Four things I wasn’t expecting about Canada

I have been in Canada for two weeks now, in a small university town called Guelph. (Pronounced Gwelf: It sounds a bit like the feeling of making mud pies as a kid.)
I’d like to think that I’m a pretty organized person. I spent hours upon hours researching when I first got accepted onto the study abroad program. Perhaps part of the fun however, and certainly the things you learn the most from, are the surprises you can’t predict.
That’s why I’ve decided to discuss some of the not-so-obvious shocks I’ve had since arriving.

Flying over Labrador (… I think)

Immigration
The crowd control barriers are endless at Toronto airport, and there was a confusing moment where I had to pick up a ticket and then turn around and go backwards before proceeding.
I’m a pretty anxious person, and in my mind, I imagined being ushered into a small grey room with a desk, and then grilled about my return flights, my funds, the few countries I’ve visited in my life and my political swing.
In reality, the process was much less scary, but took way longer.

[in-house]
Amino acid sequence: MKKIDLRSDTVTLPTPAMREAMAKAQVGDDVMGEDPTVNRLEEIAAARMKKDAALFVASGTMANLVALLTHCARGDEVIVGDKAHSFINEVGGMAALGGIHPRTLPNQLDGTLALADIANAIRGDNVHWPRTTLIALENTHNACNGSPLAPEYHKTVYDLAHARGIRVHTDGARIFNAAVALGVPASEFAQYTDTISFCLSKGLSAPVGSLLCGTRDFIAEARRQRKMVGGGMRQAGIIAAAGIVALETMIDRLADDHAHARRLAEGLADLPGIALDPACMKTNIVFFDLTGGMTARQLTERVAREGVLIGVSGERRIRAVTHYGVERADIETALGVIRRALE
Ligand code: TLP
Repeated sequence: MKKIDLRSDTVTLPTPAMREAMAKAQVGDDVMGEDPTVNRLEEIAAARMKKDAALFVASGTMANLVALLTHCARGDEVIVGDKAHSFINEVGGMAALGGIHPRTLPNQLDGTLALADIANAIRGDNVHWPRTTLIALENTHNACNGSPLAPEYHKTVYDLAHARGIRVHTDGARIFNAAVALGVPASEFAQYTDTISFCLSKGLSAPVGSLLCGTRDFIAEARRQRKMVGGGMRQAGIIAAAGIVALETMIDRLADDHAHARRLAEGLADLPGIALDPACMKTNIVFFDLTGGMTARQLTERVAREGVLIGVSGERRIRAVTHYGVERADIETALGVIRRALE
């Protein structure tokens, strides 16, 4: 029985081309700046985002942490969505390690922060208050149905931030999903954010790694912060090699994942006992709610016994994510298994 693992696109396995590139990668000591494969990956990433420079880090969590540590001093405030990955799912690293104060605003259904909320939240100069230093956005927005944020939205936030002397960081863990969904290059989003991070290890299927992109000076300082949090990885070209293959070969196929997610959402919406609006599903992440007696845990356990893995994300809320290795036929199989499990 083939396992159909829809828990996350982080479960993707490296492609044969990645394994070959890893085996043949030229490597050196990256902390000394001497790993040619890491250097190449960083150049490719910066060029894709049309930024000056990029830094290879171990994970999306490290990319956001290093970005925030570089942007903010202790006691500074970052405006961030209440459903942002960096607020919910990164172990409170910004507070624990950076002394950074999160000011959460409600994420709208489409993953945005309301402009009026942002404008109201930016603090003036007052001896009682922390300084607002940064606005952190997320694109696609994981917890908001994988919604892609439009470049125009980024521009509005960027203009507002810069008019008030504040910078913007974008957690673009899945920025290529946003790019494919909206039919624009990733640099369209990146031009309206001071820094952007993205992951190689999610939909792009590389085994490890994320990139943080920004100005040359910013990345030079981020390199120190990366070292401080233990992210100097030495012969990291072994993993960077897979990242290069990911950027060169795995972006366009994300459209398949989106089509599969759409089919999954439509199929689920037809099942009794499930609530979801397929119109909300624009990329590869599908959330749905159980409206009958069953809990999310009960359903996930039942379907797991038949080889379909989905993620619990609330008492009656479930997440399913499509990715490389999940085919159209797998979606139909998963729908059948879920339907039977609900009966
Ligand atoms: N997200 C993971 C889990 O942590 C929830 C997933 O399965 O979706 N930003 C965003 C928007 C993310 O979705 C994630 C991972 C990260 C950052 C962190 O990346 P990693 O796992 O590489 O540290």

It’s worth reading up on the restrictions on what you can bring into the country before travelling. This way you can avoid panicking about being deported for bringing in an egg sandwich, like I did (Spoiler alert: they didn’t care about the sandwich).

Jet-lag
The day I traveled to Canada, I woke up at 8 in the morning. My seven-hour flight left at 12.30. Immigration took ages, and then I had to wait four hours in the airport for one of the university organized buses. By the time I got out of the terminal it was dark, and by the time I got to bed that night I’d spent over 20 hours awake.
It doesn’t sound that bad right?
It wasn’t half as bad as I thought it was going to be.
Until I woke up at three the next morning and couldn’t get back to sleep.
And I’ve been told it’s worse travelling in the other direction. Ugh!

Sunburn
I’m pretty pale, but I still didn’t expect to burn in my first week in Canada.
While I haven’t needed my big fluffy coat yet, I’ve been surprised how many different temperatures I’ve had to deal with in the past week.
The temperature the first few days was around 25 degrees outside. A decent British summer day, but nothing to get too excited about. You might be surprised to learn however, that Guelph is just slightly further south than Toulouse in the south of France, meaning that it receives the same amount of sun. It just doesn’t get as hot because of winds coming down from the arctic. This means the sun is much stronger you expect it to be. Locals even warned me that you can get burned from the sun reflecting off the snow in winter!

Toilets
Why is the seat so low down?!?
Why is there a gap between the door and the cubicle frame?!?
Why is there a foot of space between the bottom of the cubicle and the floor?!?
Why do they flush unexpectedly while you’re sitting on them?!?